Why does South African technology conglomerate Naspers exist? So that value investors can find a way to buy China’s Tencent, of course.
- In 2001 the Cape Town-based company paid just $32m for a 46.5% stake in Tencent, owner of the WeChat social network, in one of the most successful early-stage investments of all time.
- Naspers now holds 31% of Tencent, and Naspers’ market capitalisation is less than the value of that stake alone.
So, investors in Naspers get Tencent at a discount, and everything else that the South African company owns for free. That adds up to an overall discount of around 40% to the Naspers share price.
Aside from Tencent, Naspers’ holdings include online classifieds marketplaces in more than 40 countries:
- Letgo in the US, Avito in Russia and Netherlands-based PayU, which rivals PayPal in the developing world.
- It also has stakes in Russian social network Mail.Ru, and Indian food delivery service Swiggy.
Now Naspers is starting to divest businesses, which in theory should make it more attractive.
- In February, the company span off African pay-TV company MultiChoice on the Johannesburg Stock Exchange (JSE), the first JSE listing of 2019.
Ramy Taraboulsi, chief executive of Veritable Soft Innovations in Toronto, argued that investors can profit by buying Naspers while shorting Tencent in the expectation that the price discrepancy will eventually be reduced.
So what’s not to like? The answer is plenty.
1) Ownership structure
Markets can overshoot, but the Naspers discount is persistent: “If the market leaves it there, it’s there for a reason,” says Sebastian Spio-Garbrah, managing director at DaMina Advisors in Toronto.
The sheer size of Naspers in relation to the JSE is one problem. Institutional investors in South Africa face the need to avoid weighting their portfolios too heavily toward a single stock.
Worse, Naspers has a dual-class share structure that ensures effective insider control.
- Company management holds unlisted A-shares, each with the right to 1,000 votes.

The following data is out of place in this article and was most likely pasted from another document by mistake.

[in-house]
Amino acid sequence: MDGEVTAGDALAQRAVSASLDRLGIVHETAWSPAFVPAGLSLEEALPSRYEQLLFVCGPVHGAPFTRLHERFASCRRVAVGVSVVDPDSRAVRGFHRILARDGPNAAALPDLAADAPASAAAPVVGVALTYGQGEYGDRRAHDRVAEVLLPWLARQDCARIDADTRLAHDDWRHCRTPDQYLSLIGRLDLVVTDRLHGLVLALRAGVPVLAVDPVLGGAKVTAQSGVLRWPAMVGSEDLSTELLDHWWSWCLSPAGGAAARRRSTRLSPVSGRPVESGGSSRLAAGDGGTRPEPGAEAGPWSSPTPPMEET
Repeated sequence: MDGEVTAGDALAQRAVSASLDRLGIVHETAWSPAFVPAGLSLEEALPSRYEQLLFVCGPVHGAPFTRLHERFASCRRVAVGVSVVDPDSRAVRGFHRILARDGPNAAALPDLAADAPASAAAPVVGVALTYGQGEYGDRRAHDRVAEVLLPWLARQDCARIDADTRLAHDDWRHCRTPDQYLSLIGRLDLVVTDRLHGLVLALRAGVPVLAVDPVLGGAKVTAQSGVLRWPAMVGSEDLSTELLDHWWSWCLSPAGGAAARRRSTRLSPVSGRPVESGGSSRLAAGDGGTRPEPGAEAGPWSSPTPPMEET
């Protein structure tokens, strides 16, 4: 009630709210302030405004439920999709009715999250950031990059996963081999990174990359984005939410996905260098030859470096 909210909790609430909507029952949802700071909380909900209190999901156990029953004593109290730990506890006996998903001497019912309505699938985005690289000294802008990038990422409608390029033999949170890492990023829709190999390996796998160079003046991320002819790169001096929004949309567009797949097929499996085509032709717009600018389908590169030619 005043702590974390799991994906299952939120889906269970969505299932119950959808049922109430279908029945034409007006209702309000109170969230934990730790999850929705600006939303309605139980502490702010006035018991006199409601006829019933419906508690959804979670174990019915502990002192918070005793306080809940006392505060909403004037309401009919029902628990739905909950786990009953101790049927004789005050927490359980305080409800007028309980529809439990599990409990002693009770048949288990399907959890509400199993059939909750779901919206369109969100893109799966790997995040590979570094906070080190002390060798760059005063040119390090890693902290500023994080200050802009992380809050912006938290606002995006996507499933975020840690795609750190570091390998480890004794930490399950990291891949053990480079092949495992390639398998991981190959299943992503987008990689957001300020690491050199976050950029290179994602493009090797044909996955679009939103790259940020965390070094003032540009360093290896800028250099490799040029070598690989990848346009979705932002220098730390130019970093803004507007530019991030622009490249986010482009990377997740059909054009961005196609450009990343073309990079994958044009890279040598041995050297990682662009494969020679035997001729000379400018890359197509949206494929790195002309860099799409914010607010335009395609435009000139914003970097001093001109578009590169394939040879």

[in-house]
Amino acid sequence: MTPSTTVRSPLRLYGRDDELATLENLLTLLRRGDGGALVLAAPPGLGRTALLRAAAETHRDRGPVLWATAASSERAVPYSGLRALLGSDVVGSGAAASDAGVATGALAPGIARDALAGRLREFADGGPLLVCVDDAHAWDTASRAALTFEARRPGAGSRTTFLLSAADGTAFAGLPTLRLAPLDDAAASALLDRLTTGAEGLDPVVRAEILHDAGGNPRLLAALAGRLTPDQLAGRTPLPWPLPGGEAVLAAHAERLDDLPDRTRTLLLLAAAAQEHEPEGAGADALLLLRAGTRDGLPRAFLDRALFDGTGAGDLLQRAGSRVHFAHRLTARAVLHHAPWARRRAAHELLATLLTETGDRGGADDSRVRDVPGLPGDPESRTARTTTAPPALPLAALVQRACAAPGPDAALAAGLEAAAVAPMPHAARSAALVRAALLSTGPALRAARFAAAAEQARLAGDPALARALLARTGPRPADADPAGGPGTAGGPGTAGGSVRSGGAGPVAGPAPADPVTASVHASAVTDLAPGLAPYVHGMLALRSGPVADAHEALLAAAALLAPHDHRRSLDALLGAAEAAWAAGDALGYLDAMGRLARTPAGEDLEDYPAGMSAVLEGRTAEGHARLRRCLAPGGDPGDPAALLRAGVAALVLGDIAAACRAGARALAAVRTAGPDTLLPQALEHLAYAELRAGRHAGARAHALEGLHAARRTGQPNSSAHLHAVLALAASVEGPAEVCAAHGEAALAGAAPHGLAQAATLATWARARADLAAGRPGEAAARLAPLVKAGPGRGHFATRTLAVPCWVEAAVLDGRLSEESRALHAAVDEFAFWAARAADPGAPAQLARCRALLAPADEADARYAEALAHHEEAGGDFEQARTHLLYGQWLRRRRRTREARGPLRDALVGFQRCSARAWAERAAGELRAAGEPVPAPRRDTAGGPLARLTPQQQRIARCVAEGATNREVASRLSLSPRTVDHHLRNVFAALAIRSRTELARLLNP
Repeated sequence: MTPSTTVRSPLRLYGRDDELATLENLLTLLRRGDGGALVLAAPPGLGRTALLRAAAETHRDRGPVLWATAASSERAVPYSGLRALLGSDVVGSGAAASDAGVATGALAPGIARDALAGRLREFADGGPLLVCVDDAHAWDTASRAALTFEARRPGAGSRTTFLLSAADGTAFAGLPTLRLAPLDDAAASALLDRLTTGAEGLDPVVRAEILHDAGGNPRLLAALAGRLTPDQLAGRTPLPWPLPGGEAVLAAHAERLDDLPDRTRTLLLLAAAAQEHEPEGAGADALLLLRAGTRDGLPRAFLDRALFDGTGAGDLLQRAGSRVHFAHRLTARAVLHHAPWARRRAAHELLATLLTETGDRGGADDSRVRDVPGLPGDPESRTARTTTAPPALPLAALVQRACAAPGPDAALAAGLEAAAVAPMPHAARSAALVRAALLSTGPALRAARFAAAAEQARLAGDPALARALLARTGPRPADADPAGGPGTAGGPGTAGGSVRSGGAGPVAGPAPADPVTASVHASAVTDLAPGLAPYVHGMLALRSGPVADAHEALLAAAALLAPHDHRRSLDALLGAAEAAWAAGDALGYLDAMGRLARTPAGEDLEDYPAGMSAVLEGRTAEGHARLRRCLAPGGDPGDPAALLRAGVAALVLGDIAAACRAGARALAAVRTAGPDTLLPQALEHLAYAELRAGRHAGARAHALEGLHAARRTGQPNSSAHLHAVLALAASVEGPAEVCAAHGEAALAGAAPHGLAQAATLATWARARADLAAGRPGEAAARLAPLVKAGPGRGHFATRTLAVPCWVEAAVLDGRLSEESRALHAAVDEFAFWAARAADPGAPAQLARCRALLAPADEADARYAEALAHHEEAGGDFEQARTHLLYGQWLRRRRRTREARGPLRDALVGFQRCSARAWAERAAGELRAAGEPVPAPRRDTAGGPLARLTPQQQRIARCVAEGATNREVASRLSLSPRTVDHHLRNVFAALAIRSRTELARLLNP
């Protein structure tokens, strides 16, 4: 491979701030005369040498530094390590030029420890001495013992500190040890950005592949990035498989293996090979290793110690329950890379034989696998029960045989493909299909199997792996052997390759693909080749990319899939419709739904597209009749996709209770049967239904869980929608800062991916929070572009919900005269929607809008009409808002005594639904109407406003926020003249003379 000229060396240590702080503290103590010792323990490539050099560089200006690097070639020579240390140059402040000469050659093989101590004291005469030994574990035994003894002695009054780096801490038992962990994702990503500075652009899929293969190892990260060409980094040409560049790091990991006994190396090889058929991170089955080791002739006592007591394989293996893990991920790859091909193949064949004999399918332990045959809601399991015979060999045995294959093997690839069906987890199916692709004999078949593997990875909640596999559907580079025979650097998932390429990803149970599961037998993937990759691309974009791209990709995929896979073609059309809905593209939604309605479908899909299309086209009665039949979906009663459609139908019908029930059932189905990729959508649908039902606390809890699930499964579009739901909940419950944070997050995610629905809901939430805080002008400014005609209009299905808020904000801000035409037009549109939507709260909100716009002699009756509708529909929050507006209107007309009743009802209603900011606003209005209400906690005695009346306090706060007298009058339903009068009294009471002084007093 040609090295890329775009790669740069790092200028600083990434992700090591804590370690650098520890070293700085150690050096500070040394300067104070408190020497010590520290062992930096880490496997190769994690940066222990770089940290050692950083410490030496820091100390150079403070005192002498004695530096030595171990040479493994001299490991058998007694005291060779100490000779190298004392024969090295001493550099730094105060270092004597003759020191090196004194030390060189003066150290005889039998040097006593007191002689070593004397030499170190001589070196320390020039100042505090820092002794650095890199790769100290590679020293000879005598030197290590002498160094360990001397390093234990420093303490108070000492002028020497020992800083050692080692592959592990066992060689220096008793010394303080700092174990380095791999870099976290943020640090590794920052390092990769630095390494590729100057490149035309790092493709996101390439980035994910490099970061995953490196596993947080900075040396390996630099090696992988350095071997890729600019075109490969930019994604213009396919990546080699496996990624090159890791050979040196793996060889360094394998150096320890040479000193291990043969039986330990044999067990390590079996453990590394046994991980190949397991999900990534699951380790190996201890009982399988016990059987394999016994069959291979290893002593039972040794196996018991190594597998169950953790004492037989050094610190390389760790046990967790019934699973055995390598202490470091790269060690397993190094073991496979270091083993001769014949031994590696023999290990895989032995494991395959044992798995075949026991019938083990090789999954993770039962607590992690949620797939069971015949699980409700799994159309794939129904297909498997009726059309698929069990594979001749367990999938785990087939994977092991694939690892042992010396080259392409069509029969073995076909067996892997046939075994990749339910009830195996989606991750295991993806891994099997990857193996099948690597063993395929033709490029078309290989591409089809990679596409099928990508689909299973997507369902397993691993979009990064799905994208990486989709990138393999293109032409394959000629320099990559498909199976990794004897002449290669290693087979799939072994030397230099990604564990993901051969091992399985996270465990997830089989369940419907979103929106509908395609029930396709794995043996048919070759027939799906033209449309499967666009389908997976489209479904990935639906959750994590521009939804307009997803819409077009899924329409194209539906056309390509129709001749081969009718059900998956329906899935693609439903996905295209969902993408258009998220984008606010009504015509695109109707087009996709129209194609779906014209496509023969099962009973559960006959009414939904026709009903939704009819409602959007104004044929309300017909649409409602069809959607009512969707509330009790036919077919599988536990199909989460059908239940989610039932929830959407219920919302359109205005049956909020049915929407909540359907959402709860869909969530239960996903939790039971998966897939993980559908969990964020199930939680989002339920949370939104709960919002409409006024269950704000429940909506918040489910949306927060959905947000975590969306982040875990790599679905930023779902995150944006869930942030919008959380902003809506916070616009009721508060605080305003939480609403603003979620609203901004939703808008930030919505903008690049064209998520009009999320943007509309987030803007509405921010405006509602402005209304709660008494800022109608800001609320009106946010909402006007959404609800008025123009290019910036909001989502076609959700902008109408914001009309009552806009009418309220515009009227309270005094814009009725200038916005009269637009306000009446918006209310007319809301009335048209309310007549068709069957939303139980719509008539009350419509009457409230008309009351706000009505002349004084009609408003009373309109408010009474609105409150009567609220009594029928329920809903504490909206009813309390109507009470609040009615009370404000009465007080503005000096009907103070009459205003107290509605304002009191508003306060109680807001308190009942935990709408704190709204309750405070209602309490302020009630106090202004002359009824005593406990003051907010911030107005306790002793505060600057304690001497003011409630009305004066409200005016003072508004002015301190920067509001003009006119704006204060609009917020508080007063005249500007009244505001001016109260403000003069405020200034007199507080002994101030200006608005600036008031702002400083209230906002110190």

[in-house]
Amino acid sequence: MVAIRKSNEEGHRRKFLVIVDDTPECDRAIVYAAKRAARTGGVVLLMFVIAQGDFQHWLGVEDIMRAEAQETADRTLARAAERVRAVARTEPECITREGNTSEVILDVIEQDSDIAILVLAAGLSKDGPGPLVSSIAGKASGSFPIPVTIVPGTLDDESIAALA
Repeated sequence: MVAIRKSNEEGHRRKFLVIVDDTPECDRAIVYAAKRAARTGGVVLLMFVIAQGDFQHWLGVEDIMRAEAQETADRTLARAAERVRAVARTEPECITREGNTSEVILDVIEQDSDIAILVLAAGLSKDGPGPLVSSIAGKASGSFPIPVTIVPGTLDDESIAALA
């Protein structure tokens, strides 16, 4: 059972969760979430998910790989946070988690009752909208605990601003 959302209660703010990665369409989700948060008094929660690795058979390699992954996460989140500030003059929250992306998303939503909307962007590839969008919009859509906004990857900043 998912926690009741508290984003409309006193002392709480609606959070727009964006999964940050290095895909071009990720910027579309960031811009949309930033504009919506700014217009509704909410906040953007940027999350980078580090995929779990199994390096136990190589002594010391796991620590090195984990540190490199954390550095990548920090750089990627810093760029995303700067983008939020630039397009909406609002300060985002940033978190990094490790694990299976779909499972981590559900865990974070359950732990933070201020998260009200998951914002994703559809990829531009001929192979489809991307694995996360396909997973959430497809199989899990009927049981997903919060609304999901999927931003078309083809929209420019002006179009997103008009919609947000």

- JSE-listed N-ordinary shares have one vote each. This allows management and directors to maintain control with only a relatively small block of shares.
- A majority of A-class ordinary shares is held by the two companies that together comprise the control structure of Naspers.
Shareholder concerns over, for example, dividends are unlikely to get much of a hearing in that context.
The main reasons for the discount are a “lack of clarity regarding the non-Tencent part of the portfolio, lack of clarity with regards to capital allocation, management incentives and general communication,” says Carlos von Hardenberg, a founding partner at Mobius Capital Partners.
2) Value and risk
Spio-Garbrah agrees the discount seems “a bit large”. Investing in South Africa, he notes, carries a range of political risks centred on land reform, mining strikes and the country’s credit rating.
- He says these factors lead to a discount of about 15% on South African assets.
President Cyril Ramaphosa has not achieved any major structural changes, Spio-Garbrah says. “He talks a good game but is running out of time to deliver.” He expects a drip-feed of bad news to come from South Africa. “I can’t see where the good news will come from.”
- And he expects this discount for South African assets to remain in place after the elections in May.
What would Ben Graham, the father of value investing, have said? He would have loved the idea of assets for free. But when he wrote in the 1930s, he was also clear that foreign (non-American) stocks should be left to someone else.
- In the modern context, read: risks on currency, politics, governance and transparency.
Bottom line: Naspers has a lot more to convince investors that it’s serious about lowering the discount – and the control structure means that management has little obvious reason to do so.
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